On Sunday evening, the discredited rightwing provocateurs of Project Veritas released what they touted as a bombshell investigation: Minnesota Representative Ilhan Omar, the group claimed, had spearheaded what the group described as a voter fraud scheme, one in which she had engaged in “illegal ballot harvesting.” This accusation was based on a lie—collecting and turning in people’s ballots was perfectly legal at the time—and ludicrous; Omar is hugely popular in her district and coasted to victory in her primary. But these facts are beside the point. Their goal, as always, was to generate yet another manufactured controversy, one based on deliberate lies and unverified “proof” submitted by unnamed people. I suspect Project Veritas chose Omar, in part, because they knew targeting her would go viral. “It’s almost time to break the internet,” Project Veritas crowed in a tweet.
And “break the internet” it did, or at least the rightwing internet, with everyone from the president himself to Don Jr. to Sean Hannity screaming for Omar to be investigated. In a sign of how widely the propaganda has spread, an edited video of Project Veritas’s “investigation” posted to the group’s Twitter account racked up more than four million views in less than a day.
It’s easy to see why this particular lie made people, primed for years by the far-fight to believe these sorts of accusations, practically froth at the mouth. The Project Veritas story combined many of the right’s favorite imaginary villains into one convenient package—the largely nonexistent threat of voter fraud and Omar, who has been the target of racist threats from those who see an unabashedly leftist Black woman in a hijab as the embodiment of the America they don’t want.
Since she won her race for Congress, Omar has had a target put on her back. Last year, one of Omar’s Republican challengers was banned from Twitter after she called for Omar to be hanged for treason. Donald Trump has used his bully pulpit to fan the flames of violence against Omar—after he tweeted out a misleadingly edited video of Omar earlier that year in April, the same month that a man in New York was arrested after he threatened to murder Omar, the number of death threats she received shot up. At the beginning of September, Congressional candidate Marjorie Taylor Greene burnished her brand by posting an image of her holding an assault rifle, superimposed over the photos of Omar as well as Alexandria Ocasio-Cortez and Rashida Tlaib. Calling for violence against Omar has become an easy way for Republicans to signal who they are and what they stand for, a sort of terrifying shorthand that’s become normalized.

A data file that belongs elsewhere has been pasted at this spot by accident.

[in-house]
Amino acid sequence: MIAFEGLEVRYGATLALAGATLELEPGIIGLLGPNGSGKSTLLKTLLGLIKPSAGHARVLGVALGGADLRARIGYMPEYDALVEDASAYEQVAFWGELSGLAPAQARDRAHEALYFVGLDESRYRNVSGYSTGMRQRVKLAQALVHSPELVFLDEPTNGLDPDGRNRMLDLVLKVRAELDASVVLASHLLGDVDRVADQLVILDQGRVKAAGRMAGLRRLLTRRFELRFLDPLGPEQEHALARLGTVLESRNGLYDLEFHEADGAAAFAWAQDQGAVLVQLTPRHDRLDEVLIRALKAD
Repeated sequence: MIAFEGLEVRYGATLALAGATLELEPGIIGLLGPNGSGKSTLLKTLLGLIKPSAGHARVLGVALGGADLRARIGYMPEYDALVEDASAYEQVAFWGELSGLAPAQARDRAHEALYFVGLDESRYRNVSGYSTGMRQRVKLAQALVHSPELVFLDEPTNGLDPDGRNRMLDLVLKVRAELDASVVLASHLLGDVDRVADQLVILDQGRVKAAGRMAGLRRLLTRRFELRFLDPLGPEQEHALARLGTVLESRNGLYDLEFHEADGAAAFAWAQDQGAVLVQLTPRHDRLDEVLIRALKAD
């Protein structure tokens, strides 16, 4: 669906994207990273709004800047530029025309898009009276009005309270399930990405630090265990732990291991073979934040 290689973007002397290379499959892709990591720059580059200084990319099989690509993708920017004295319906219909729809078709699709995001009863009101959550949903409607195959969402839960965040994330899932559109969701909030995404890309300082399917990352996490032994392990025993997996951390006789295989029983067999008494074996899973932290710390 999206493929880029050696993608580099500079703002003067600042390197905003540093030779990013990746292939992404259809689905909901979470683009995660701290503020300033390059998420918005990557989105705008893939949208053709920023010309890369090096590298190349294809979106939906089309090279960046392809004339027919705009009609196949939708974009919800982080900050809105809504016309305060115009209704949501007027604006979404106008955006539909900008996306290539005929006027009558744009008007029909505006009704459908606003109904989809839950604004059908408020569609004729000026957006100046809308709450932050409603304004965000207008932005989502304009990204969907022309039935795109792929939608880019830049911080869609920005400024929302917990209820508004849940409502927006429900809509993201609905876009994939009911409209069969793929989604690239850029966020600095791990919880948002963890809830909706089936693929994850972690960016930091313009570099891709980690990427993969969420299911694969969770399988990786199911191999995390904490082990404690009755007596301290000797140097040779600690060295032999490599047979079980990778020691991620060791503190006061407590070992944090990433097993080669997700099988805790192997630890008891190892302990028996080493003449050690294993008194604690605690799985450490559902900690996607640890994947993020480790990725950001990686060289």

The danger of Project Veritas’s campaign targeting Omar is obvious. It’s even more dangerous now, in a time when the violent fantasies of the right are turning into real acts of violence. As Slate’s Christina Cauterucci put it recently, the rightwing glee over “owning the libs” is morphing into full-throated support of “killing the libs.” There’s no better example of the latter than the praise heaped upon Kyle Rittenhouse, the teenager who shot and killed two people and injured another at an anti-police brutality protest in Wisconsin this summer and has now become a martyr for those who see themselves as part of a heroic battle in defense of white America. “This applause for the killing of the right’s political nemeses is everywhere these days, popping up wherever the GOP can be found,” Cauterucci noted. “The quiet part,” she wrote, “is just getting louder.”
It’s no exaggeration to say that Project Veritas and all of the rightwing goons who have been breathlessly posting about this latest smear campaign are willfully and deliberately putting Omar’s life at risk. The endless pantomiming of violence, after all, has a built-in, unstated hope—that eventually, someone will take them up on their suggestion.